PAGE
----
Posted at 3:55 p.m.
Fairfax County is expected to encounter some severe weather throughout the afternoon and evening tomorrow Friday, April 19. Because of the expected heavy rains, coupled with the strong winds that make flash flooding possible, the National Weather Service (NWS) has issued a Flash Flood Watch from noon Friday until 5 a.m. Saturday morning, April 20.
A Flash Flood Watch means that conditions may develop that lead to flash flooding. Flash flooding is a very dangerous situation. You should monitor weather forecasts and be prepared to take action should Flash Flood Warnings be issued.
According to the NWS forecast, the expectation is two primary periods of weather. The first is likely to occur during the late morning and extend into the early afternoon. During this time, isolated thunderstorms will begin in the area and may be strong in nature. Rainfall amounts of a quarter to a half inch are possible during this first round of storms.
The main storm front is expected after 4 p.m., with the most severe weather after 8 p.m. This line of thunderstorms may be severe, with 1.5 to 2 inches of rain possible across the county. The compounding storms may result in as much as 3 inches in some isolated areas, primarily in the northwest of the county.
Along with the rains, these storms will bring high winds of 11 to 15 mph sustained and gusts as high as 30 mph. In addition, some hail is possible.
Turn Around Don’t Drown
If you encounter water on roadways, please remember — Turn Around, Don’t Drown! It is never safe to drive or walk into flood waters.
According to the Centers for Disease Control and Prevention, over half of all flood-related drownings occur when a vehicle is driven into hazardous flood water. The next highest percentage of flood-related deaths is due to walking into or near flood waters. People underestimate the force and power of water.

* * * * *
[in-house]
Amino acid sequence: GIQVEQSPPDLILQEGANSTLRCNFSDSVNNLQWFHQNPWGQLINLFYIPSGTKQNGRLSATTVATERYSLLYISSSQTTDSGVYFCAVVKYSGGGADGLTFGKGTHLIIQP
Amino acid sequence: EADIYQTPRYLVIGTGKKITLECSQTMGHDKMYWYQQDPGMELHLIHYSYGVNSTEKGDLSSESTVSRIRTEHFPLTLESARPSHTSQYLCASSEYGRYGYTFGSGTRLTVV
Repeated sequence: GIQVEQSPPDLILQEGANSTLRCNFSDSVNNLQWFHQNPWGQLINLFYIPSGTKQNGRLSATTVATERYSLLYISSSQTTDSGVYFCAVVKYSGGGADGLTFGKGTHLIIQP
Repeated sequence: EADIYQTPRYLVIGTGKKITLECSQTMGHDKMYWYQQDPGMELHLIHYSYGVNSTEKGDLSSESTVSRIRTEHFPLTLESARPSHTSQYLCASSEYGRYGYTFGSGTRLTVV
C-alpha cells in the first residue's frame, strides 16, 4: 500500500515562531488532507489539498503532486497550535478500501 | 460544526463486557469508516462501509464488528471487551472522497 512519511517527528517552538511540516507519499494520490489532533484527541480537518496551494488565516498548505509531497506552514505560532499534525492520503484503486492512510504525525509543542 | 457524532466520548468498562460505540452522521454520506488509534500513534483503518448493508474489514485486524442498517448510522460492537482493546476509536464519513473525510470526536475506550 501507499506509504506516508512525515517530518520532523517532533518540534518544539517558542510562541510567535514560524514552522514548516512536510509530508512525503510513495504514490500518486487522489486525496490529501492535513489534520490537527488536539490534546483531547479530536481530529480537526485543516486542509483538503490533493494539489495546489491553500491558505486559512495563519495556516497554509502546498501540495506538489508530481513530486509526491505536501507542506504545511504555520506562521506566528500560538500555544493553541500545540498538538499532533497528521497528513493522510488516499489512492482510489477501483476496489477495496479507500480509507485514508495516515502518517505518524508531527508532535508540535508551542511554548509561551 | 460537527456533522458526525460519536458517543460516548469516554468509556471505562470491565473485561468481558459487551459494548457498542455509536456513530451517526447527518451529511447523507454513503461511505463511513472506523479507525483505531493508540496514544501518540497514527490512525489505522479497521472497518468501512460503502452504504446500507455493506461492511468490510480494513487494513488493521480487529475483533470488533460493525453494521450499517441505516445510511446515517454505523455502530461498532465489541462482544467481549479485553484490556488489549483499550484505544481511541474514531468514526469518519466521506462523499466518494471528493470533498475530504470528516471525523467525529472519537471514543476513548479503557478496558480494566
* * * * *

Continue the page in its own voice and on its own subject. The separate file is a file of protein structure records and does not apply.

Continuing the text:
Many of the deaths occur in automobiles as they are swept downstream. Of these drownings, many are preventable, but too many people continue to drive around the barriers that warn you the road is flooded.
A mere 6 inches of fast-moving flood water can knock over an adult. It takes just 12 inches of rushing water to carry away a small car, while 2 feet of rushing water can carry away most vehicles.
Posted at 1:15 p.m.
April brings a surge in outdoor work that often includes digging. The State Corporation Commission recognizes April as National Safe Digging Month and encourages individuals and companies to “Dig with C.A.R.E.”
Whether it is a homeowner planting a tree or erecting a fence or a professional contractor building a highway or a strip mall, preventing damage to underground utility lines when digging or demolishing is a must.
Any time you dig or demolish on a property, you could damage an underground utility line, which can have far-reaching consequences. Help keep the underground utility infrastructure damage-free and our communities safe. “Dig with C.A.R.E.!”
- Call 811 before you dig.